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Waxhaw entrepreneur turned struggles into success

Serial entrepreneur David Moakler has seen his share of small-business highs and lows.

He’s run a cleaning business that flourished, and a foreclosure-avoidance agency that flopped. He’s inspired other business owners in lectures, and poured money into a catalog that vanished.

“I’ve had some very good (businesses), and I have taken some straight into the turf,” he said.

Still, Moakler, 50, charted his way to success after launching a company in 2005 that he said makes $250,000 in annual revenue and earns high marks from the Better Business Bureau.

It’s called CareConnect USA, a Waxhaw-based distributor of hotlines that helps employees facing personal challenges including massive debt and gambling addiction.

An app, the company’s latest innovation, is timely, offering phone numbers to users struggling with suicide or abusive partners. Recent news about the suicide of comedian Robin Williams and athletes facing domestic violence charges, he said, motivated him to add features that tap into contemporary issues.

But creating a product that he hopes makes a difference would not have been possible, he said, if he had not learned to embrace his mistakes, and even laugh at them.

“You aren’t what you accomplish and what you don’t,” he said. “You’re not your failures.”

Ups and downs

Moakler’s myriad business ups and downs started when he was a college student in Rhode Island. Uninterested in classes on business theory and more intrigued by practical application, he started a carpet cleaning company that grew into a janitorial service with 22 employees.

He sold it five years later when he became “tired of apologizing for a living” to ungrateful clients, he said.

Seeking more sunshine, he moved to Charlotte in his mid-20s and began selling audio recordings of his own tips for helping entrepreneurs grow their businesses. He turned it into a nationwide lecture series that lasted 18 months and toured 52 cities. After the tour, he published a catalog to sell more tapes but never got any orders.

In the mid-1990s, he founded a housing counseling agency to help homeowners avoid foreclosure. But in 2006, the agency was embroiled in a legal battle with the Illinois attorney general, who accused the company of promising to help homeowners avoid foreclosure, collecting fees and then reneging on the deal. Those accusations, Moakler said, were untrue and besmirched his reputation.

“When you’re accused of things that make it seem like you’re a bad person ... there’s no going back ... no way you change a story once it’s out there in the Google-sphere,” he said.

Two years later, he settled with the attorney general and closed the company.

Idea crystallized

While he wishes he could “pluck out and rewrite” that part of his life, Moakler said what he’s learned about compliance helps him find the right service providers for his now-profitable business, a venture he formed after a 14-hour flight to Argentina.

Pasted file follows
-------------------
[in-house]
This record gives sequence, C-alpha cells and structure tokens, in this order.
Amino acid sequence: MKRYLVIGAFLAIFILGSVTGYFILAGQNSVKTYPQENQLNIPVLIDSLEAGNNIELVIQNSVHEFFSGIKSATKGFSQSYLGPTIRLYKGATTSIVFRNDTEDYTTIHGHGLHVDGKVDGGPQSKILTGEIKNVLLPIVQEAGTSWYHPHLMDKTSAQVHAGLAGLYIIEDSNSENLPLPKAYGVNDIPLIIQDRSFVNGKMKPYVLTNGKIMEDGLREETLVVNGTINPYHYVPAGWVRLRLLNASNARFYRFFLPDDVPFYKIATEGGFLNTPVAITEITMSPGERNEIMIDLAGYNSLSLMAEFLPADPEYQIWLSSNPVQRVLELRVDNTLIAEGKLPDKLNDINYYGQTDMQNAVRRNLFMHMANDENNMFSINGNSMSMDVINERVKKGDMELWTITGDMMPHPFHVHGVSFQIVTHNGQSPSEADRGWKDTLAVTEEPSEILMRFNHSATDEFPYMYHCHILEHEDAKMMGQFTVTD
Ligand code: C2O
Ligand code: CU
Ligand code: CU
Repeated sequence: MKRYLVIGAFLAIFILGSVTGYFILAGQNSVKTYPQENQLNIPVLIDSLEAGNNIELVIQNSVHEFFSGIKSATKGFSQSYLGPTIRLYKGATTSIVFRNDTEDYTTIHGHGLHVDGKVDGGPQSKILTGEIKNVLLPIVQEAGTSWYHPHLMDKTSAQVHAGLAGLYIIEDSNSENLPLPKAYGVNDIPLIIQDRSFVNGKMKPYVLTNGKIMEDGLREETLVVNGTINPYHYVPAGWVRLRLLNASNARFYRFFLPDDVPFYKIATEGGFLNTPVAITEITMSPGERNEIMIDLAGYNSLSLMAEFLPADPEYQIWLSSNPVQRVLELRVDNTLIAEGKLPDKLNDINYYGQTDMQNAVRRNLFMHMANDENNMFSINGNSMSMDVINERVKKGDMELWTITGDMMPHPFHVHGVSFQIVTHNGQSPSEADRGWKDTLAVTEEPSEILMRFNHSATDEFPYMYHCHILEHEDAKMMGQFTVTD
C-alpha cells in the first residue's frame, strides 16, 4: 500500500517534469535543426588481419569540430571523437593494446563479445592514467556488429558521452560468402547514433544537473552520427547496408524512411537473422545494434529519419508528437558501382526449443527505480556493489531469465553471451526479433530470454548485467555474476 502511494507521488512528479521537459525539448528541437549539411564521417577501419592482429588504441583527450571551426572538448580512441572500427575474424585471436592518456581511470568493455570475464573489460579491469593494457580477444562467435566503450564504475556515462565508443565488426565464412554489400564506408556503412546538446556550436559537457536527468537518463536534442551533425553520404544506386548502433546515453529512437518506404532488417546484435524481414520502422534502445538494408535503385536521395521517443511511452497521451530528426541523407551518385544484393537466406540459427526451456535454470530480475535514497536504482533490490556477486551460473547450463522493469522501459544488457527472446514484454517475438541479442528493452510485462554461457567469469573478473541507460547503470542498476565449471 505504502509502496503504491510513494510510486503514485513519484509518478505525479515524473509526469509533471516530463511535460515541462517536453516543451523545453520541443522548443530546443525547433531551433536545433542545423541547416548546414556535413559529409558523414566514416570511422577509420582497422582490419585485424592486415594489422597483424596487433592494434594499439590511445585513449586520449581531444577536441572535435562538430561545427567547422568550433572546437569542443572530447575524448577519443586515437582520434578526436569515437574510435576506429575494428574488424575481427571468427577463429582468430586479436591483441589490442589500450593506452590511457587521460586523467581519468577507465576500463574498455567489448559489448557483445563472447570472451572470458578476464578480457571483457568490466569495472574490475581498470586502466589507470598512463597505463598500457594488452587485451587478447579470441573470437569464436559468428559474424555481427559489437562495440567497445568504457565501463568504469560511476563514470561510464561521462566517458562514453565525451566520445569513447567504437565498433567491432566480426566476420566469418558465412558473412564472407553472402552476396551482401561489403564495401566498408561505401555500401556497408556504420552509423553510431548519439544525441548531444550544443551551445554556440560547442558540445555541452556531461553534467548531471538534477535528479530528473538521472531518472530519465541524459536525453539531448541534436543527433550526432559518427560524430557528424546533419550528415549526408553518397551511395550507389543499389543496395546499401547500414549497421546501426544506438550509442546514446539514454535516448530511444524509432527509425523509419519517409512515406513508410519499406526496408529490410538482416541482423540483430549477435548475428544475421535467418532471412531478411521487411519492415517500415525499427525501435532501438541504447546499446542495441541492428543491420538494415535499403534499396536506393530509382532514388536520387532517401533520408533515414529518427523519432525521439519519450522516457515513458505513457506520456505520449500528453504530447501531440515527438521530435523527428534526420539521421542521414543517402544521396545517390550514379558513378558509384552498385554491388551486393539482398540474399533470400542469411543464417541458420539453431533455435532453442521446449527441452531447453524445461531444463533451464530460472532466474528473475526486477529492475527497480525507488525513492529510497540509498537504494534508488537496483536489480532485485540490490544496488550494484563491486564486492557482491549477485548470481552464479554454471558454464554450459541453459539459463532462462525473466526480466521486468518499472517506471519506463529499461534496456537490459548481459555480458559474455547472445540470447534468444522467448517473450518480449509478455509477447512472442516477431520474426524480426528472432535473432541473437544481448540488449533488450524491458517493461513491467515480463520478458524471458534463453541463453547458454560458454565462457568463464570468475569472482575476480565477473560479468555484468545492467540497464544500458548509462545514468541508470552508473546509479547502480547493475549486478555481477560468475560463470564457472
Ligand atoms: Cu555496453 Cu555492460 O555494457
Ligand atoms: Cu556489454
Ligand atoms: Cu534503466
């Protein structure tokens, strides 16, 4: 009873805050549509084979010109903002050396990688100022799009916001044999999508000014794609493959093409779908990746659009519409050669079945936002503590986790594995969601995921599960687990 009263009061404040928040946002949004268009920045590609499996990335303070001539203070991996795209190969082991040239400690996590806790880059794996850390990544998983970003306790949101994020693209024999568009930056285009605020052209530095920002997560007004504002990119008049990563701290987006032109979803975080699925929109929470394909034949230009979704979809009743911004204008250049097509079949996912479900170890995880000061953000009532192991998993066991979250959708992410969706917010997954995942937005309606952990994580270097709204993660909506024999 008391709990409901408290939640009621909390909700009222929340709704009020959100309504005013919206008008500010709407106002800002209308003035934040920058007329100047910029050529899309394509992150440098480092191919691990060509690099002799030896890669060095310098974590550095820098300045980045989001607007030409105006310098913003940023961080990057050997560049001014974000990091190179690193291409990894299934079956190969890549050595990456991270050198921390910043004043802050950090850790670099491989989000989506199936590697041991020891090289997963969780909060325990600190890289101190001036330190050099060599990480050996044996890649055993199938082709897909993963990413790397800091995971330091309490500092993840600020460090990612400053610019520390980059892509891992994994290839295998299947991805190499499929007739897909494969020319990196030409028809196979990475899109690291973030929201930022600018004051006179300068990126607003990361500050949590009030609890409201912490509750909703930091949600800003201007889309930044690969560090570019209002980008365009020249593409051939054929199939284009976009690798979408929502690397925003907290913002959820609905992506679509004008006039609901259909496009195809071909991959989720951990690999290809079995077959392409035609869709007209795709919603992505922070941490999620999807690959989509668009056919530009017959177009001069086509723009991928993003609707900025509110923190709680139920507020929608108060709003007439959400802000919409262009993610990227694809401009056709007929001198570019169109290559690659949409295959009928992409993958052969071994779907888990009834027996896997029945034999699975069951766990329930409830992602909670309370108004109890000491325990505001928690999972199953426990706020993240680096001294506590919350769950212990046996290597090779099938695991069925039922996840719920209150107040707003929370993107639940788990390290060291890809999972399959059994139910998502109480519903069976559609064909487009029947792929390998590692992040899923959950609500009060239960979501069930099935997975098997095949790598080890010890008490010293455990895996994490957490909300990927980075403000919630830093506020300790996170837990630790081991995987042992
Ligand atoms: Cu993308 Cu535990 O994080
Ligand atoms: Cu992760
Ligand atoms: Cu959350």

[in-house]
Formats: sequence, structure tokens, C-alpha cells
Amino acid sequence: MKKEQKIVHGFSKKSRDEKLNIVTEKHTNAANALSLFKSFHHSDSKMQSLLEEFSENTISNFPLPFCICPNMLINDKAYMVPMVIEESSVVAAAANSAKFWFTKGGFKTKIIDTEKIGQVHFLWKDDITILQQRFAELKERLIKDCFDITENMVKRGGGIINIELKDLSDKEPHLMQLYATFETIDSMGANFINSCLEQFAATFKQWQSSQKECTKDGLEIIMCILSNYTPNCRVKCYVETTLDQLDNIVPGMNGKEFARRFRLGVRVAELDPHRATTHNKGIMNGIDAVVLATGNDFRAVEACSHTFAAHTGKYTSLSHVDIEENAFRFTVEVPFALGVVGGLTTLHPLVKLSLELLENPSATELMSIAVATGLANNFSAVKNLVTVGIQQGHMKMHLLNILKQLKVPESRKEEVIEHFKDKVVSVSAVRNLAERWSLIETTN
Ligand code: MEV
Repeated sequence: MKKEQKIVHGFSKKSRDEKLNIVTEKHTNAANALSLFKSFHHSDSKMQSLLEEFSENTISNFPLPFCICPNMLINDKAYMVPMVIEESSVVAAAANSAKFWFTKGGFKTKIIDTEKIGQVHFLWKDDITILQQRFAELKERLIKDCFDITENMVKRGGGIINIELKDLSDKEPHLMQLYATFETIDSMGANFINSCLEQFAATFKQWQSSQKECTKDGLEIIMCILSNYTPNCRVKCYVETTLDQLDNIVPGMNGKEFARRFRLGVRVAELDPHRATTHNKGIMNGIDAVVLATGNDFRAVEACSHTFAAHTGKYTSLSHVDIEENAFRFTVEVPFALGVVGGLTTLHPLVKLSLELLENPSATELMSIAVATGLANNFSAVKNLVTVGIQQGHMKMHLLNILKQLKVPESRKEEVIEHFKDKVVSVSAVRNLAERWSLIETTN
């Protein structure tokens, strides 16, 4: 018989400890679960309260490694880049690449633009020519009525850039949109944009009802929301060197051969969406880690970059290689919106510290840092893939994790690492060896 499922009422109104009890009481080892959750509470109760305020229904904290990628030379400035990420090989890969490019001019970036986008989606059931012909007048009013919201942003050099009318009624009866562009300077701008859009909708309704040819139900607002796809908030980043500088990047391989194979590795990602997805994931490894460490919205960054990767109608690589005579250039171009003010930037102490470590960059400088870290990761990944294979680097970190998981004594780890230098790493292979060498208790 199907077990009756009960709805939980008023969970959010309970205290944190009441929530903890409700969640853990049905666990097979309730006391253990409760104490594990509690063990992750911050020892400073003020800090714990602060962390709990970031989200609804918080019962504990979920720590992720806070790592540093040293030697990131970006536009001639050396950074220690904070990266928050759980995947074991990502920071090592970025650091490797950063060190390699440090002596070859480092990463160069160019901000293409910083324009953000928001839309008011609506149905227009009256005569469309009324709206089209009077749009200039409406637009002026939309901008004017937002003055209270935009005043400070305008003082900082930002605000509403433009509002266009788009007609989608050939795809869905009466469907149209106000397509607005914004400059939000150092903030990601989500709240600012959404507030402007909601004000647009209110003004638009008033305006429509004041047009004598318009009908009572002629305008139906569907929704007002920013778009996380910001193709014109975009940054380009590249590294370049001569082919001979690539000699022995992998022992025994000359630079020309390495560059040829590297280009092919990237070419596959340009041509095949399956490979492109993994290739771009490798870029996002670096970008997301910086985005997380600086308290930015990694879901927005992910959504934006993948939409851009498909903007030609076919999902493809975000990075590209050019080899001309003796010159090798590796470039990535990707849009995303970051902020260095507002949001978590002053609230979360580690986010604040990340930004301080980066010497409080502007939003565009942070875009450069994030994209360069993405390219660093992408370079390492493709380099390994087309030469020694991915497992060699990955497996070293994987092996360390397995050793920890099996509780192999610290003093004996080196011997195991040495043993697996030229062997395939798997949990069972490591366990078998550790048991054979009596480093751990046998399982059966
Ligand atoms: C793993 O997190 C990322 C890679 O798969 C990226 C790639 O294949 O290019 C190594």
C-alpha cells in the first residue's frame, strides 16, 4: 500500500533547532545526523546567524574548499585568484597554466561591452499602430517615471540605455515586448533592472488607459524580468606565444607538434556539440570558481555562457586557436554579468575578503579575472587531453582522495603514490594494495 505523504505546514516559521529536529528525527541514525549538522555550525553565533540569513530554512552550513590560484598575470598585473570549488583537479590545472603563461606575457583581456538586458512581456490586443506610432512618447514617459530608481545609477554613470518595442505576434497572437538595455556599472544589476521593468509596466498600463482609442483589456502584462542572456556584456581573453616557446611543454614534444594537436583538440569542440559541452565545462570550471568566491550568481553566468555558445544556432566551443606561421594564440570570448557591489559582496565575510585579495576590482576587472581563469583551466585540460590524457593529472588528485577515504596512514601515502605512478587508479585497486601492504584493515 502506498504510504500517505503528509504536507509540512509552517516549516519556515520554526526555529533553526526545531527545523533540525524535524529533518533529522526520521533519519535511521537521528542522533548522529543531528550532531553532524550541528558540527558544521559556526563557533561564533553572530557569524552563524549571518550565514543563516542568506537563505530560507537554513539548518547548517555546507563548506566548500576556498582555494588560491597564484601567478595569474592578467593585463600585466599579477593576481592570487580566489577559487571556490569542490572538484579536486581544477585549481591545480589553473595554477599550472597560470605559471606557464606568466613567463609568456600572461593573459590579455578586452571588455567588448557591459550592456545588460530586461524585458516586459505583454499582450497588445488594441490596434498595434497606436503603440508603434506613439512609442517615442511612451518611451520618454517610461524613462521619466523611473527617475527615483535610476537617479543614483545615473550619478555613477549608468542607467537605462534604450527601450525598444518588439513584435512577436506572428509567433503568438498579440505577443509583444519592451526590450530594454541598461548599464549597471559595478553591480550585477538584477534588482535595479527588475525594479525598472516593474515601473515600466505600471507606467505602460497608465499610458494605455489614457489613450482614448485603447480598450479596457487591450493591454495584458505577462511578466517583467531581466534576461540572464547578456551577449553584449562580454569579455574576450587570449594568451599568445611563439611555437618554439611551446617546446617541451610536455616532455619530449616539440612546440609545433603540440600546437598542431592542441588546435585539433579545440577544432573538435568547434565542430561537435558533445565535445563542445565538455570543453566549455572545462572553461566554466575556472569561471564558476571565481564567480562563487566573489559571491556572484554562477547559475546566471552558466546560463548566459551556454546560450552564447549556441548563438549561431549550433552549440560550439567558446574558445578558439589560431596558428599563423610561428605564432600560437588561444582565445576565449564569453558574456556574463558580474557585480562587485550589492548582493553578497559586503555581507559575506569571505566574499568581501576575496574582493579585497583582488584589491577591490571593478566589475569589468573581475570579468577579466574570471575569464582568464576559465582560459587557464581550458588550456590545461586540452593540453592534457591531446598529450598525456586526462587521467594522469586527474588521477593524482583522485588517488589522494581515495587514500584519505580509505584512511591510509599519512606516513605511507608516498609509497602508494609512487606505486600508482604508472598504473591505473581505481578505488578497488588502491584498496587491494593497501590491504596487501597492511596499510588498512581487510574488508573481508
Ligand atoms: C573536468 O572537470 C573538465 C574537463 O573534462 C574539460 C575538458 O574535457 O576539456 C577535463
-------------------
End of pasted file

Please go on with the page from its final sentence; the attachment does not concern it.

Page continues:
Next to him sat a social worker, frustrated that she did not have a go-to list of trustworthy helplines to give to clients struggling with money.

“By the time that plane landed in Buenos Aires, the idea had started to crystallize in my head,” Moakler said.

Using card-stock paper and a toll-free telephone switchboard, Moakler started CareConnect, distributing laminated inserts with helpline numbers to social workers. He soon began mass-producing the numbers on 11x17-inch posters that employers could hang in breakrooms.

Each nonprofit is billed based on call volume, Moakler said. He sends each service provider a monthly report that shows them how many calls they received, and the companies send a check for the corresponding call traffic, typically using their own marketing budgets to pay for the service.

“We didn’t find out till later that it really met an unmet need,” Moakler said. “Those calls would go to experts. Employees wouldn’t feel they had to bother their supervisor in an uncomfortable, awkward discussion about financial problems.”

A perfect fit

Moakler started developing the app after questioning his company’s trajectory.

“We ... are living out of smartphones so much, that’s gotta be where this has to go,” he said.

The app, Trusted Helplines, launched this summer, giving users access to experts able to help them with mortgage payments, student loan debt, child support collection, and credit score improvement, among others. Most recently, he added suicide prevention and domestic violence help, additions that he called “a last-minute (decision)” based on recent headlines.

Providing connections on a range of issues, Moakler said, “is a perfect fit.”

“Employees are dealing with stress. Why not give them a single one-touch button to connect them with counselors?”

Quick access might make all the difference for distressed employees considering suicide, said Margaux Austin, executive director of HopeLine, a Raleigh crisis center.

“When someone is in that crisis moment, it could be they just need someone to talk to,” Austin said.

“Any way you can extend a lifeline is a good thing,” said Mike Sexton with the Mecklenburg County Women’s Commission, a domestic violence resource center.

The app, a free download on smartphones, is “young,” Moakler said. Still, he hopes it will perform a public service.

“It might make sure the public gets a little more information about what the signs are,” he said. “It’s a terrific way to show you care about your people.”

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